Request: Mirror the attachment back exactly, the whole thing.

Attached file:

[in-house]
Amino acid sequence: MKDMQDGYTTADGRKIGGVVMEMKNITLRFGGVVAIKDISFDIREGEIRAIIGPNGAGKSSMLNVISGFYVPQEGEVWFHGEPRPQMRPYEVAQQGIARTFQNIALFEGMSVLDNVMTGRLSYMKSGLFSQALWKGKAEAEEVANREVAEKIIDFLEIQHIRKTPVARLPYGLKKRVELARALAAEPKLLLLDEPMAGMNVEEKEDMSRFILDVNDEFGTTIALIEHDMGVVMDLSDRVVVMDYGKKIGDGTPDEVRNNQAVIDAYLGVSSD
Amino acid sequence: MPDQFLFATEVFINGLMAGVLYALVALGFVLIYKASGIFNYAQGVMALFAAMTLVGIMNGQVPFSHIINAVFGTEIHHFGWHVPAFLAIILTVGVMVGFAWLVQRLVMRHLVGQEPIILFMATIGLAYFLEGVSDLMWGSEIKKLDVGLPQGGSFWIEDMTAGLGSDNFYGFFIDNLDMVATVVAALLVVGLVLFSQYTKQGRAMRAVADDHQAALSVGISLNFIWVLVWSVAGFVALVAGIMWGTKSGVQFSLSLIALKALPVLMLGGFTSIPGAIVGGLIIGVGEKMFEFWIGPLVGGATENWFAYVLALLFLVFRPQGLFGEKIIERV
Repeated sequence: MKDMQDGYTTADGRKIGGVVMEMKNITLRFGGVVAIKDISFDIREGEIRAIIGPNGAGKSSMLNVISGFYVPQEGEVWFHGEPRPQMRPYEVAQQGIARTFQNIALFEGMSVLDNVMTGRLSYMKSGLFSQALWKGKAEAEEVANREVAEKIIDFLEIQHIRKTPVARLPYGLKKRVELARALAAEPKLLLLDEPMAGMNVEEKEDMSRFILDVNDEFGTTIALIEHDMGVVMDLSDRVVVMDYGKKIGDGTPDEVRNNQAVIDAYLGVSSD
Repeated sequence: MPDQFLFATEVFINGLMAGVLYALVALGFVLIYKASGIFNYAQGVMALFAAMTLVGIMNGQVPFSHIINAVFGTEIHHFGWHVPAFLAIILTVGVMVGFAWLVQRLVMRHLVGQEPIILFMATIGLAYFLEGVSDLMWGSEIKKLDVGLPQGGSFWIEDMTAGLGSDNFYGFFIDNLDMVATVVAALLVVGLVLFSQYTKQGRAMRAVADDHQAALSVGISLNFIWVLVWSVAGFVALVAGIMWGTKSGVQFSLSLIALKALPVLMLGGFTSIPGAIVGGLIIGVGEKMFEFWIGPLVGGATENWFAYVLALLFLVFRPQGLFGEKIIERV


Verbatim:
[in-house]
Amino acid sequence: MKDMQDGYTTADGRKIGGVVMEMKNITLRFGGVVAIKDISFDIREGEIRAIIGPNGAGKSSMLNVISGFYVPQEGEVWFHGEPRPQMRPYEVAQQGIARTFQNIALFEGMSVLDNVMTGRLSYMKSGLFSQALWKGKAEAEEVANREVAEKIIDFLEIQHIRKTPVARLPYGLKKRVELARALAAEPKLLLLDEPMAGMNVEEKEDMSRFILDVNDEFGTTIALIEHDMGVVMDLSDRVVVMDYGKKIGDGTPDEVRNNQAVIDAYLGVSSD
Amino acid sequence: MPDQFLFATEVFINGLMAGVLYALVALGFVLIYKASGIFNYAQGVMALFAAMTLVGIMNGQVPFSHIINAVFGTEIHHFGWHVPAFLAIILTVGVMVGFAWLVQRLVMRHLVGQEPIILFMATIGLAYFLEGVSDLMWGSEIKKLDVGLPQGGSFWIEDMTAGLGSDNFYGFFIDNLDMVATVVAALLVVGLVLFSQYTKQGRAMRAVADDHQAALSVGISLNFIWVLVWSVAGFVALVAGIMWGTKSGVQFSLSLIALKALPVLMLGGFTSIPGAIVGGLIIGVGEKMFEFWIGPLVGGATENWFAYVLALLFLVFRPQGLFGEKIIERV
Repeated sequence: MKDMQDGYTTADGRKIGGVVMEMKNITLRFGGVVAIKDISFDIREGEIRAIIGPNGAGKSSMLNVISGFYVPQEGEVWFHGEPRPQMRPYEVAQQGIARTFQNIALFEGMSVLDNVMTGRLSYMKSGLFSQALWKGKAEAEEVANREVAEKIIDFLEIQHIRKTPVARLPYGLKKRVELARALAAEPKLLLLDEPMAGMNVEEKEDMSRFILDVNDEFGTTIALIEHDMGVVMDLSDRVVVMDYGKKIGDGTPDEVRNNQAVIDAYLGVSSD
Repeated sequence: MPDQFLFATEVFINGLMAGVLYALVALGFVLIYKASGIFNYAQGVMALFAAMTLVGIMNGQVPFSHIINAVFGTEIHHFGWHVPAFLAIILTVGVMVGFAWLVQRLVMRHLVGQEPIILFMATIGLAYFLEGVSDLMWGSEIKKLDVGLPQGGSFWIEDMTAGLGSDNFYGFFIDNLDMVATVVAALLVVGLVLFSQYTKQGRAMRAVADDHQAALSVGISLNFIWVLVWSVAGFVALVAGIMWGTKSGVQFSLSLIALKALPVLMLGGFTSIPGAIVGGLIIGVGEKMFEFWIGPLVGGATENWFAYVLALLFLVFRPQGLFGEKIIERV